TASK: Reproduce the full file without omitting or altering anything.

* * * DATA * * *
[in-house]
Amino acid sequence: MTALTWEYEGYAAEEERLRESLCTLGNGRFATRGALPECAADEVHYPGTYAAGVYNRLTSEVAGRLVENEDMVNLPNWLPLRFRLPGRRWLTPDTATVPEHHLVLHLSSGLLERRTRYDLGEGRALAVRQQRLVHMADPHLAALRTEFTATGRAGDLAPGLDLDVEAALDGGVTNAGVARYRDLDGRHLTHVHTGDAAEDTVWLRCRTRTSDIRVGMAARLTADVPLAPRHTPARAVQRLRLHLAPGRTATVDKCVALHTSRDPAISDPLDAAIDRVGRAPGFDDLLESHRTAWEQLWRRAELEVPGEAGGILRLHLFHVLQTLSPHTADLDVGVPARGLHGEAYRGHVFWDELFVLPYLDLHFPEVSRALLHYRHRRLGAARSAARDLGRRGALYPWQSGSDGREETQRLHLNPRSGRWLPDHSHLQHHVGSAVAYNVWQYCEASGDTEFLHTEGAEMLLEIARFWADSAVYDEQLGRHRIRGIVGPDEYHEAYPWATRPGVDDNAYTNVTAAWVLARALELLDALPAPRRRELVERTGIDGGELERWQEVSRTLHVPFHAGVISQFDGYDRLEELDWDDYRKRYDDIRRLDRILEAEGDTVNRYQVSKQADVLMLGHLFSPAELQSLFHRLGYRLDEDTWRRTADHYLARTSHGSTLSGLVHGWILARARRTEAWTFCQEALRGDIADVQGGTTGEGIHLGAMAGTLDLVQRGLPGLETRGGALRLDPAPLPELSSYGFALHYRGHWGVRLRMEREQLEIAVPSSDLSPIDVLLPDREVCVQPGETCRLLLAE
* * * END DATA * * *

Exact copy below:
[in-house]
Amino acid sequence: MTALTWEYEGYAAEEERLRESLCTLGNGRFATRGALPECAADEVHYPGTYAAGVYNRLTSEVAGRLVENEDMVNLPNWLPLRFRLPGRRWLTPDTATVPEHHLVLHLSSGLLERRTRYDLGEGRALAVRQQRLVHMADPHLAALRTEFTATGRAGDLAPGLDLDVEAALDGGVTNAGVARYRDLDGRHLTHVHTGDAAEDTVWLRCRTRTSDIRVGMAARLTADVPLAPRHTPARAVQRLRLHLAPGRTATVDKCVALHTSRDPAISDPLDAAIDRVGRAPGFDDLLESHRTAWEQLWRRAELEVPGEAGGILRLHLFHVLQTLSPHTADLDVGVPARGLHGEAYRGHVFWDELFVLPYLDLHFPEVSRALLHYRHRRLGAARSAARDLGRRGALYPWQSGSDGREETQRLHLNPRSGRWLPDHSHLQHHVGSAVAYNVWQYCEASGDTEFLHTEGAEMLLEIARFWADSAVYDEQLGRHRIRGIVGPDEYHEAYPWATRPGVDDNAYTNVTAAWVLARALELLDALPAPRRRELVERTGIDGGELERWQEVSRTLHVPFHAGVISQFDGYDRLEELDWDDYRKRYDDIRRLDRILEAEGDTVNRYQVSKQADVLMLGHLFSPAELQSLFHRLGYRLDEDTWRRTADHYLARTSHGSTLSGLVHGWILARARRTEAWTFCQEALRGDIADVQGGTTGEGIHLGAMAGTLDLVQRGLPGLETRGGALRLDPAPLPELSSYGFALHYRGHWGVRLRMEREQLEIAVPSSDLSPIDVLLPDREVCVQPGETCRLLLAE